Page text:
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and not those who seek, from whom we may always expect the most efficient service.

Meade's position afterward proved embarrassing to me if not to him. For nearly a year previous to my taking command of all the armies he had been at the head of the Army of the Potomac, commanding an army independently. All other general officers occupying similar positions were independeo far as any one present with them was concerned. I tried to make General Meade's position as nearly as possible what it would have been if I had been in Washington or any other place away from his command. I therefore gave all orders for the
movements of the Army of the Potomac to Meade to have them executed.

To avoid the necessity of having to give orders direct, I established my headquarters near his, unless there were reasons for locating them elsewhere. This sometimes happened, and I had on occasions to give orders direct to the troops affected.

On the 11th of March I returned to Washington, and on the day after orders were published by the War Department placing me in command of all the armies. I had left Washington the night before to return to my old command in the West and to meet Sherman, whom I had telegraphed to join me in Nashville.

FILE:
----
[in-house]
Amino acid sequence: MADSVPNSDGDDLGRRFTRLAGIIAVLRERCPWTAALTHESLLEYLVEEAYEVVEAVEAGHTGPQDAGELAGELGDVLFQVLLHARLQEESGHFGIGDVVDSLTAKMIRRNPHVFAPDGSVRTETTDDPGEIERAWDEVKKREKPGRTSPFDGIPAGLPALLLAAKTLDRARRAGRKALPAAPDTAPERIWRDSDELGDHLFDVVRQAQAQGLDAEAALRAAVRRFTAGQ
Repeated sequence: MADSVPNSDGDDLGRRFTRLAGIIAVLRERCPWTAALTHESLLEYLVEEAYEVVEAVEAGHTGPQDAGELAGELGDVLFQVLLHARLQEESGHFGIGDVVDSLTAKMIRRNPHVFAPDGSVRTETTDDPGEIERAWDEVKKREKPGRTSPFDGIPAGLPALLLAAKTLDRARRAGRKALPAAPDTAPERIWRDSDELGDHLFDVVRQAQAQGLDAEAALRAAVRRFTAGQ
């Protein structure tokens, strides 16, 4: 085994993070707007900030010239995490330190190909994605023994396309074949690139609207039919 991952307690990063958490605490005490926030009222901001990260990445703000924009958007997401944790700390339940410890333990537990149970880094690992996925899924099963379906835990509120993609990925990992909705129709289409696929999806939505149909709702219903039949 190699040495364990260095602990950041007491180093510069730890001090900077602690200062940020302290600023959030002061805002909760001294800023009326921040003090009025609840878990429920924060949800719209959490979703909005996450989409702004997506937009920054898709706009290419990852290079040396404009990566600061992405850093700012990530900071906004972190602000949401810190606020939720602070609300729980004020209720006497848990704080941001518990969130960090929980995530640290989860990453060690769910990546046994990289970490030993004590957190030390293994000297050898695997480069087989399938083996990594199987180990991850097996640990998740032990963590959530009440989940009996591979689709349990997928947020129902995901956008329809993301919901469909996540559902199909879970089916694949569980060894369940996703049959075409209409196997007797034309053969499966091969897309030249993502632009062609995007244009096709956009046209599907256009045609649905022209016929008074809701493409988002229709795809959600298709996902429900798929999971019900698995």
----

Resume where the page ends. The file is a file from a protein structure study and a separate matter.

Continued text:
Sherman assumed command of the Military Division of the Mississippi on the 18th of March, and we left Nashville together for Cincinnati. I had Sherman accompany me that far on my way back to Washington, so that we could talk over the matters about which I wanted to see him, without losing any mor e time from my new command than was necessary. The first point which I wished to discuss particularly was about the cooperation of his command with mine when the spring campaign should commence. There were also other and minor points,-minor as compared with the great importance of the question to be decided by sanguinary war,-the restoration to duty of